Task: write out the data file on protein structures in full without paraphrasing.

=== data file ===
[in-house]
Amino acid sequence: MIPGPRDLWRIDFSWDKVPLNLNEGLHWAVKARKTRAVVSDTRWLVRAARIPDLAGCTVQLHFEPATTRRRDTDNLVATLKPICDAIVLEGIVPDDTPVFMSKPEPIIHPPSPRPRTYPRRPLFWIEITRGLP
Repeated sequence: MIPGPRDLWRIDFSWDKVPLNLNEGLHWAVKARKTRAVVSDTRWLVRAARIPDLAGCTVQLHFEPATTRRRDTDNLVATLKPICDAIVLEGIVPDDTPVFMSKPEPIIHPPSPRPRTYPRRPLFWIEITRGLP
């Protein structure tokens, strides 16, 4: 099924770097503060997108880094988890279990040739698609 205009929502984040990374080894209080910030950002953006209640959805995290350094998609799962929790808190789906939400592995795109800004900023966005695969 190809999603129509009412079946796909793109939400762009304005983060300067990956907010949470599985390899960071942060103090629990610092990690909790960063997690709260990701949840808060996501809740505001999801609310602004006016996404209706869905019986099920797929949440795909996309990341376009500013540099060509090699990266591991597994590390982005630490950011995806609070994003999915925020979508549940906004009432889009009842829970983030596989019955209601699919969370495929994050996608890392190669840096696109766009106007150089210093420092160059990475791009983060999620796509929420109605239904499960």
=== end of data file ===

[in-house]
Amino acid sequence: MIPGPRDLWRIDFSWDKVPLNLNEGLHWAVKARKTRAVVSDTRWLVRAARIPDLAGCTVQLHFEPATTRRRDTDNLVATLKPICDAIVLEGIVPDDTPVFMSKPEPIIHPPSPRPRTYPRRPLFWIEITRGLP
Repeated sequence: MIPGPRDLWRIDFSWDKVPLNLNEGLHWAVKARKTRAVVSDTRWLVRAARIPDLAGCTVQLHFEPATTRRRDTDNLVATLKPICDAIVLEGIVPDDTPVFMSKPEPIIHPPSPRPRTYPRRPLFWIEITRGLP
């Protein structure tokens, strides 16, 4: 099924770097503060997108880094988890279990040739698609 205009929502984040990374080894209080910030950002953006209640959805995290350094998609799962929790808190789906939400592995795109800004900023966005695969 190809999603129509009412079946796909793109939400762009304005983060300067990956907010949470599985390899960071942060103090629990610092990690909790960063997690709260990701949840808060996501809740505001999801609310602004006016996404209706869905019986099920797929949440795909996309990341376009500013540099060509090699990266591991597994590390982005630490950011995806609070994003999915925020979508549940906004009432889009009842829970983030596989019955209601699919969370495929994050996608890392190669840096696109766009106007150089210093420092160059990475791009983060999620796509929420109605239904499960």